WASHINGTON, January 1, 2015 – The “tale of the tape” idiom comes from comparing measurements between two boxers, in particular their reach. It has become common today in other sports where comparisons are made between opponents, and the analysis then called “the tale of the tape.”
As we head into this new year and start reading about those who are lining up to run for President in 2016, this is where we need to start. We need to understand how the U.S. Dollar tells the “tale of the tape.”
If we can get this one thing right: understanding that money – the dollar – is a unit of measurement just like an ‘inch’ or ‘foot’, everything else will fall into place nicely. We’ll actually be able to pull away from our ideological corners where we live other peoples’ lives (maybe Jon Stewart’s or Rush Limbaugh’s) as we try to out-ridicule each other.
We might actually be able to start talking to each other instead of past each other about our future.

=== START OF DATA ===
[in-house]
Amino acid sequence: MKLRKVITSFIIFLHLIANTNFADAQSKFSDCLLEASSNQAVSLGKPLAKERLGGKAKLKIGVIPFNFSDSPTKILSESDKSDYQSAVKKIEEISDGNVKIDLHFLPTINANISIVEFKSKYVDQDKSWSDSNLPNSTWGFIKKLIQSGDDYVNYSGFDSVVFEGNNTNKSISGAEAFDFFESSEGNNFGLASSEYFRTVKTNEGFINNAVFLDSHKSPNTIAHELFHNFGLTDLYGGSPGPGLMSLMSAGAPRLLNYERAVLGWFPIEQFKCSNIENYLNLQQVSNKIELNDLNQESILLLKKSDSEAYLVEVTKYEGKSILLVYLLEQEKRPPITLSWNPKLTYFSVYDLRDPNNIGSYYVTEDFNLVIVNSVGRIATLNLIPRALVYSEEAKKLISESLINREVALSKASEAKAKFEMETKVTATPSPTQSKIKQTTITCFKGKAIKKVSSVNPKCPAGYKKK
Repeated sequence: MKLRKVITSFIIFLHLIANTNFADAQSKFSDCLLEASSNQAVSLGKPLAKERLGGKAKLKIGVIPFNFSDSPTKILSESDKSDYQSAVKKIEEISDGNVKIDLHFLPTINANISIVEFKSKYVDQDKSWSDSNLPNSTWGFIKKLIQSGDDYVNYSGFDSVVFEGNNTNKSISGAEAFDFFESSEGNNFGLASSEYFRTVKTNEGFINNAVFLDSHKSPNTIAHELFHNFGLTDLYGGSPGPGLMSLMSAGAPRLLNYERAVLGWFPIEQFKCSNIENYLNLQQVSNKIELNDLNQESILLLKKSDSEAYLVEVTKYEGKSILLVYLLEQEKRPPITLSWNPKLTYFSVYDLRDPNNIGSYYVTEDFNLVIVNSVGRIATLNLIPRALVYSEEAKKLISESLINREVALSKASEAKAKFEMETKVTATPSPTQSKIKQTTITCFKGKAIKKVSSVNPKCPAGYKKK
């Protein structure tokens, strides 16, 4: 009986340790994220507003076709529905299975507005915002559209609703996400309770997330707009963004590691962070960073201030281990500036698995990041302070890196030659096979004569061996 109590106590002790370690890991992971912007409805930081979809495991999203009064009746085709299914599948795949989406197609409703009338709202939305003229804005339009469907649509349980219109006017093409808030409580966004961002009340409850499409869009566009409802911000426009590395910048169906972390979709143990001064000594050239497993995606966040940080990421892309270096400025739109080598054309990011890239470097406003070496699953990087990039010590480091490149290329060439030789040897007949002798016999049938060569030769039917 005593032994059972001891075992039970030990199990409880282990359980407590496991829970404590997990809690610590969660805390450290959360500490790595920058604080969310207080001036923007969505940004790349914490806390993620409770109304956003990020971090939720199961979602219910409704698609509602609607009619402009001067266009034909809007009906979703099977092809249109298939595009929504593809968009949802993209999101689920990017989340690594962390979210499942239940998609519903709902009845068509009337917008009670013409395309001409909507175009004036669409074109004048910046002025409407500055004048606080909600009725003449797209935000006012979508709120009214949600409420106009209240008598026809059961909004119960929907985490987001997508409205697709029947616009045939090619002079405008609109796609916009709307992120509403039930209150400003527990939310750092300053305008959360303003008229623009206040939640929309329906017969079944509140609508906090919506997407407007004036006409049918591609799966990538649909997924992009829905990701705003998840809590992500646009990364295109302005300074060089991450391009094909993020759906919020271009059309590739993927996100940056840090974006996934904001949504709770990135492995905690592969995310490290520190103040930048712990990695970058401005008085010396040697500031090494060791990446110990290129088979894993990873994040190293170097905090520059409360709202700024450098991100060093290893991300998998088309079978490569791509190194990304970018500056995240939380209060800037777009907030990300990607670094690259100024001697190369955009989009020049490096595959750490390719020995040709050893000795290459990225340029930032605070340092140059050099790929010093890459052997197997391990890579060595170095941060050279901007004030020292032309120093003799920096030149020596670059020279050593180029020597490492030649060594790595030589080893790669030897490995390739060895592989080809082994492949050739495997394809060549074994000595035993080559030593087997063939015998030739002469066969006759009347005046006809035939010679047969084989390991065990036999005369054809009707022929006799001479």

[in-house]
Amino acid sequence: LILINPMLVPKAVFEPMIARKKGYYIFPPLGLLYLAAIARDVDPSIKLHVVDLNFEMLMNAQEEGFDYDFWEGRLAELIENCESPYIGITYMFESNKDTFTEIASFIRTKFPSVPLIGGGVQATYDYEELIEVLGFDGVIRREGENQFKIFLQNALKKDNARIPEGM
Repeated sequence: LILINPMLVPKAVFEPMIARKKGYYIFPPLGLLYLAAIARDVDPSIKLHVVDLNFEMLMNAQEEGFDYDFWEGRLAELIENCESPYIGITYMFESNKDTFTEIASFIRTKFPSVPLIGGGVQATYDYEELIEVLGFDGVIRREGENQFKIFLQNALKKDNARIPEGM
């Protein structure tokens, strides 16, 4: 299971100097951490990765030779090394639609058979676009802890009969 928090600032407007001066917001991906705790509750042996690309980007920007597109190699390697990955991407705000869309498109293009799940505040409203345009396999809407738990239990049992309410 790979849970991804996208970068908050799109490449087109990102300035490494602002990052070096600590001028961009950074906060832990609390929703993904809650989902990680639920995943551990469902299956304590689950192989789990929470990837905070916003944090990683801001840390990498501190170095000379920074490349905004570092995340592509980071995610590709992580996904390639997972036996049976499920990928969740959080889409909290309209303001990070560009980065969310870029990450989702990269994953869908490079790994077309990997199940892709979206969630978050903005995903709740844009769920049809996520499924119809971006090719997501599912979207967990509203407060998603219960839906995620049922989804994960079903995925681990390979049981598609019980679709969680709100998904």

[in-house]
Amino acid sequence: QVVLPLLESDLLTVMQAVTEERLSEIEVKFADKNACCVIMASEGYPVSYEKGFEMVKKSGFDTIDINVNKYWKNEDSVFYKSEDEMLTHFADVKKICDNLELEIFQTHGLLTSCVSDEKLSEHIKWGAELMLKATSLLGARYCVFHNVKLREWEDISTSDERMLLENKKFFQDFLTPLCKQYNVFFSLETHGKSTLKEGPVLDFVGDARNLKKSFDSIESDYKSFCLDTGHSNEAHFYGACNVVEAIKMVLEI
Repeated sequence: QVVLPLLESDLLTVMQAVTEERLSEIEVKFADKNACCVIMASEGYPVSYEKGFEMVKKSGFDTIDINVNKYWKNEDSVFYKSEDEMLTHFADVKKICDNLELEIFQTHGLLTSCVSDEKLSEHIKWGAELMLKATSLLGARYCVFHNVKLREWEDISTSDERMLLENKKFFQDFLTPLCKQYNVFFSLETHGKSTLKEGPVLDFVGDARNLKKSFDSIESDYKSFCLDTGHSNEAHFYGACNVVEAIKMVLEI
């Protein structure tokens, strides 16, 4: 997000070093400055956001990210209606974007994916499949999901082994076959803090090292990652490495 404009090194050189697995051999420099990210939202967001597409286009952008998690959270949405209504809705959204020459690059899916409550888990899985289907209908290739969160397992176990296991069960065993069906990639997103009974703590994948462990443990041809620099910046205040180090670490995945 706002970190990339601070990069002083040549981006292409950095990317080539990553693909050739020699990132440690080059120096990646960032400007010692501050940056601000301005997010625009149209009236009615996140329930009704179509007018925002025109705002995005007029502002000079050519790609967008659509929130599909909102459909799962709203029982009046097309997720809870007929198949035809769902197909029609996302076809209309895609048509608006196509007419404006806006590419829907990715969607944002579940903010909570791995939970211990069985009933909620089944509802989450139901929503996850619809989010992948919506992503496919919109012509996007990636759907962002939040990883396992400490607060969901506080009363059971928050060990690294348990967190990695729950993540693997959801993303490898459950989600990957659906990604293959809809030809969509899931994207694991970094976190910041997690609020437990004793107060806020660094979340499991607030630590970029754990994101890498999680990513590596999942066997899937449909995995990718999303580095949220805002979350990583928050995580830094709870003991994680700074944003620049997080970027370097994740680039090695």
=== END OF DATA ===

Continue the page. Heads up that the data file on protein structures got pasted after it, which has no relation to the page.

Suspecting that everyone reading this has, at one point or another, rented a place to live lets use this foundational analogy. If you were asked “what is the square footage of your home/apartment?” your answer would be relatively close to exact.
We just tend to know things like this. For example, our house in San Diego is 1,697 square feet and in the real estate market, rent is generally priced by the square foot. If my house were to rent for $1,697, that would be $1.00/square foot. Pretty simple to get our heads wrapped around this, right?
But there are two parts to that “equation.” The first is the “ruler” or “tape.” The second is the dollar.
This is probably the point where you might want to give up and click out to the next article. Please hang in (even if you were a jock in the 80’s… you can do it… I’ll even help with the homework – some things never change).
Let’s start with the first part of the way we set rent. You can probably open your desk drawer and find a ruler lying around somewhere in there. And if not you probably have a tape measure somewhere. Either way, think of a ruler – 12 inches, or one foot.